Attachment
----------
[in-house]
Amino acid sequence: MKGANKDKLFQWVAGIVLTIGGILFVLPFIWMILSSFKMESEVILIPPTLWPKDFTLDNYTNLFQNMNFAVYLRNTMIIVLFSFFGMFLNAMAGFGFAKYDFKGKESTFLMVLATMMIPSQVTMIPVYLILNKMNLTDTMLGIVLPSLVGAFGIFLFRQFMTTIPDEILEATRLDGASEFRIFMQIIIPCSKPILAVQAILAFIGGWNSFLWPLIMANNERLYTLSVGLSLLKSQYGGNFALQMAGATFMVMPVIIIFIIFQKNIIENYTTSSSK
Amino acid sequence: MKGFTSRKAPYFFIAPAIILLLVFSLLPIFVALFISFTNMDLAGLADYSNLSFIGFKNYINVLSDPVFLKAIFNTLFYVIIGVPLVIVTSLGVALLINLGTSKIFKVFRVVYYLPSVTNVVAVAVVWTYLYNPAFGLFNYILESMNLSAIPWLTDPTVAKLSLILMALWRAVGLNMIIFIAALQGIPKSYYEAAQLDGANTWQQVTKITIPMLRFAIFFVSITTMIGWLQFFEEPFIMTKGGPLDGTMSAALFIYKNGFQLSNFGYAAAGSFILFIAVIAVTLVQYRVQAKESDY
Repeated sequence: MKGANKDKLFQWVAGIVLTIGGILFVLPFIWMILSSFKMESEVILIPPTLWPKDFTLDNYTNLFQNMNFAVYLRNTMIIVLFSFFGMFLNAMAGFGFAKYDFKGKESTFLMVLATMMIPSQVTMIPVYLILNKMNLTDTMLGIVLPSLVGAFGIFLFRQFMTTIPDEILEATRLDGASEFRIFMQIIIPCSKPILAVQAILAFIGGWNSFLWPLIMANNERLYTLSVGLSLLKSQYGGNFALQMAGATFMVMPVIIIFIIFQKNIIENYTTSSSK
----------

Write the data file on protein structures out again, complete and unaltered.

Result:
[in-house]
Amino acid sequence: MKGANKDKLFQWVAGIVLTIGGILFVLPFIWMILSSFKMESEVILIPPTLWPKDFTLDNYTNLFQNMNFAVYLRNTMIIVLFSFFGMFLNAMAGFGFAKYDFKGKESTFLMVLATMMIPSQVTMIPVYLILNKMNLTDTMLGIVLPSLVGAFGIFLFRQFMTTIPDEILEATRLDGASEFRIFMQIIIPCSKPILAVQAILAFIGGWNSFLWPLIMANNERLYTLSVGLSLLKSQYGGNFALQMAGATFMVMPVIIIFIIFQKNIIENYTTSSSK
Amino acid sequence: MKGFTSRKAPYFFIAPAIILLLVFSLLPIFVALFISFTNMDLAGLADYSNLSFIGFKNYINVLSDPVFLKAIFNTLFYVIIGVPLVIVTSLGVALLINLGTSKIFKVFRVVYYLPSVTNVVAVAVVWTYLYNPAFGLFNYILESMNLSAIPWLTDPTVAKLSLILMALWRAVGLNMIIFIAALQGIPKSYYEAAQLDGANTWQQVTKITIPMLRFAIFFVSITTMIGWLQFFEEPFIMTKGGPLDGTMSAALFIYKNGFQLSNFGYAAAGSFILFIAVIAVTLVQYRVQAKESDY
Repeated sequence: MKGANKDKLFQWVAGIVLTIGGILFVLPFIWMILSSFKMESEVILIPPTLWPKDFTLDNYTNLFQNMNFAVYLRNTMIIVLFSFFGMFLNAMAGFGFAKYDFKGKESTFLMVLATMMIPSQVTMIPVYLILNKMNLTDTMLGIVLPSLVGAFGIFLFRQFMTTIPDEILEATRLDGASEFRIFMQIIIPCSKPILAVQAILAFIGGWNSFLWPLIMANNERLYTLSVGLSLLKSQYGGNFALQMAGATFMVMPVIIIFIIFQKNIIENYTTSSSK